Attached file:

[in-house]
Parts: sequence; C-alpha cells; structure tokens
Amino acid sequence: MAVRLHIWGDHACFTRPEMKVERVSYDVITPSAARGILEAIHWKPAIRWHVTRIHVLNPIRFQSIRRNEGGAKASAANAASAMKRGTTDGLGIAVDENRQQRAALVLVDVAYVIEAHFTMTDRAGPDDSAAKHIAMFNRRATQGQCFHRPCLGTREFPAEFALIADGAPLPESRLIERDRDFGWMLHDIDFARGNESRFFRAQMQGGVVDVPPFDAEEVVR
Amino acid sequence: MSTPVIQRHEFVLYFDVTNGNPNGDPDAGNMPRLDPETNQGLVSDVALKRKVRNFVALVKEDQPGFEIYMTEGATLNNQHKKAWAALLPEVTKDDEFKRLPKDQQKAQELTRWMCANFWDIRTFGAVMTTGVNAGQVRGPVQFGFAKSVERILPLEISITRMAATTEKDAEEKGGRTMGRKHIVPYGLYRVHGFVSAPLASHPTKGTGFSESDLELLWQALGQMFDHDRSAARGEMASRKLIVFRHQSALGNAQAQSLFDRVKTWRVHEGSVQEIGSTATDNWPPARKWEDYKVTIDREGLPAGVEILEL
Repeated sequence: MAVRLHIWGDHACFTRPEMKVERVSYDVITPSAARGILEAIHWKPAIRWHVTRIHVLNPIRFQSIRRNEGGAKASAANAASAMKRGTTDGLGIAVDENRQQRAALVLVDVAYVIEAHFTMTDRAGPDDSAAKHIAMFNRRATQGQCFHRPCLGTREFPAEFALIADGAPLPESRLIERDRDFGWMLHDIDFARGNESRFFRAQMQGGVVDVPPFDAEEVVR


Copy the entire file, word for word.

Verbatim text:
[in-house]
Parts: sequence; C-alpha cells; structure tokens
Amino acid sequence: MAVRLHIWGDHACFTRPEMKVERVSYDVITPSAARGILEAIHWKPAIRWHVTRIHVLNPIRFQSIRRNEGGAKASAANAASAMKRGTTDGLGIAVDENRQQRAALVLVDVAYVIEAHFTMTDRAGPDDSAAKHIAMFNRRATQGQCFHRPCLGTREFPAEFALIADGAPLPESRLIERDRDFGWMLHDIDFARGNESRFFRAQMQGGVVDVPPFDAEEVVR
Amino acid sequence: MSTPVIQRHEFVLYFDVTNGNPNGDPDAGNMPRLDPETNQGLVSDVALKRKVRNFVALVKEDQPGFEIYMTEGATLNNQHKKAWAALLPEVTKDDEFKRLPKDQQKAQELTRWMCANFWDIRTFGAVMTTGVNAGQVRGPVQFGFAKSVERILPLEISITRMAATTEKDAEEKGGRTMGRKHIVPYGLYRVHGFVSAPLASHPTKGTGFSESDLELLWQALGQMFDHDRSAARGEMASRKLIVFRHQSALGNAQAQSLFDRVKTWRVHEGSVQEIGSTATDNWPPARKWEDYKVTIDREGLPAGVEILEL
Repeated sequence: MAVRLHIWGDHACFTRPEMKVERVSYDVITPSAARGILEAIHWKPAIRWHVTRIHVLNPIRFQSIRRNEGGAKASAANAASAMKRGTTDGLGIAVDENRQQRAALVLVDVAYVIEAHFTMTDRAGPDDSAAKHIAMFNRRATQGQCFHRPCLGTREFPAEFALIADGAPLPESRLIERDRDFGWMLHDIDFARGNESRFFRAQMQGGVVDVPPFDAEEVVR